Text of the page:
I had a similar reaction when I first read the shared principles of Unitarian Universalists and the list started out with, “the inherent worth and dignity of every person” and “justice, equity and compassion in human relations”. A big part of what drew me to this congregation is that UU members are constantly working to make these principles a reality in a number of ways. To welcome new members into the congregation without requiring that they are born into a particular group, fit a given lifestyle or believe a given creed. To grant ourselves and each other the freedom to exercise our individual conscience and our reasoning faculty in our own spiritual search. To participate in the democratic system of our institutions. To continue the long tradition of UU involvement in human rights work in the world at large. And the very fact that we have an Amnesty Sunday here pretty much blows my mind.
Those people who do the hardest work, amid the most horrifying conditions, in order to advance human rights are people who risk imprisonment, torture, and even death for the sake of these rights. Prisoners of conscience – the phrase used by Amnesty -a poetic phrase if I ever heard one. These are the people that we Amnesty members write letters to support, to try to free from prison, or to try to protect their life. I am in awe of their courage. They are my heroes. To be able to do the smallest thing to try to support them and their work is a tremendous honour and satisfaction.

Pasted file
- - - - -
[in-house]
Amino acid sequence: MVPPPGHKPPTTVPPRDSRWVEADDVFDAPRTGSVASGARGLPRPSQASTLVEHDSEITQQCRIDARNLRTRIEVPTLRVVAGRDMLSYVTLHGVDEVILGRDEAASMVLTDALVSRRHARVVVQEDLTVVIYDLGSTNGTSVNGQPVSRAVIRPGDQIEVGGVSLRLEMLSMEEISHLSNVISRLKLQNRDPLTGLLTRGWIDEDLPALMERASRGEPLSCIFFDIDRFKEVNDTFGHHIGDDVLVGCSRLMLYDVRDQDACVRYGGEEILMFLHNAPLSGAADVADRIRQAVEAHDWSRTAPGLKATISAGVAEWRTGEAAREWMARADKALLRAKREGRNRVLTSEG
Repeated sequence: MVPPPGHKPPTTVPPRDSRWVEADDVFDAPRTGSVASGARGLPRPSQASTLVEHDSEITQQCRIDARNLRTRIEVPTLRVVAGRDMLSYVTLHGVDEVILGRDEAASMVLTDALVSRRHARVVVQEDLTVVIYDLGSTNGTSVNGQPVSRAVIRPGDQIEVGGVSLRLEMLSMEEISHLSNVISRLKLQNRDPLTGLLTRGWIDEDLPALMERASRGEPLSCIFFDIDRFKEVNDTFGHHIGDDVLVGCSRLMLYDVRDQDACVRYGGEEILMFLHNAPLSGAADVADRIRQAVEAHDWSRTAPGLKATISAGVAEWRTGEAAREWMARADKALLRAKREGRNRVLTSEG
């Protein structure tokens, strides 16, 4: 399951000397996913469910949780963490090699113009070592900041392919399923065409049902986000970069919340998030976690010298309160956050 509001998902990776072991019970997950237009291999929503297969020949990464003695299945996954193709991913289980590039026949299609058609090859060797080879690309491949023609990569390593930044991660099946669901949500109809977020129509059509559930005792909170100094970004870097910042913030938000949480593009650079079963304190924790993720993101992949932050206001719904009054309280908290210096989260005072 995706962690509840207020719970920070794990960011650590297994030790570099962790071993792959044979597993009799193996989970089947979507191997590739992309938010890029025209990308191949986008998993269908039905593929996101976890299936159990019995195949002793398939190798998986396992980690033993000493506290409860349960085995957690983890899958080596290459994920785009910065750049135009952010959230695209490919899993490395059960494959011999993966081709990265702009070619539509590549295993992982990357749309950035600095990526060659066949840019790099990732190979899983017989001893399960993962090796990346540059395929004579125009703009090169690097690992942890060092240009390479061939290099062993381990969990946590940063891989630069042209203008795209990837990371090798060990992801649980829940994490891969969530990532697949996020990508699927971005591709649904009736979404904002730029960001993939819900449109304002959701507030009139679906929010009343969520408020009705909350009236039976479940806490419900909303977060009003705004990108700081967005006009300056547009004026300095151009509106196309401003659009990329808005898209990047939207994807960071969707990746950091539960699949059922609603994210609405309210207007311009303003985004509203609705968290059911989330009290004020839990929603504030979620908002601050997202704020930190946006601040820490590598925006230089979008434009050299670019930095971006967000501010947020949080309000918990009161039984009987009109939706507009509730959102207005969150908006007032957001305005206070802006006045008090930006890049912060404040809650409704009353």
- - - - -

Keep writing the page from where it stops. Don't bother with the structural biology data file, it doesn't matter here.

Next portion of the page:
I can’t possibly begin to imagine what a prisoner of conscience goes through or to really relate to the conditions in the often faraway places where they live. But I believe that many of us, to some degree or other, have experienced the sting of our rights being violated, and conversely, the peace and vitality that results from being in an atmosphere in which people are treated with respect and dignity. Maybe we’ve experienced a rights violation in the workplace, even in the family setting, or some type of discriminatory violation. And maybe we have experienced firsthand how silence, isolation and denial of harsh truths are the breeding ground for abuses, while openness, commitment to speaking the truth, and solidarity against them are the only way to fight them. Sometimes, the pain of a betrayal experienced by oneself or someone we care about can powerfully bring home for us how vulnerable one can be at times, as well as the sanctity of these rights and the universal need for these rights to be protected.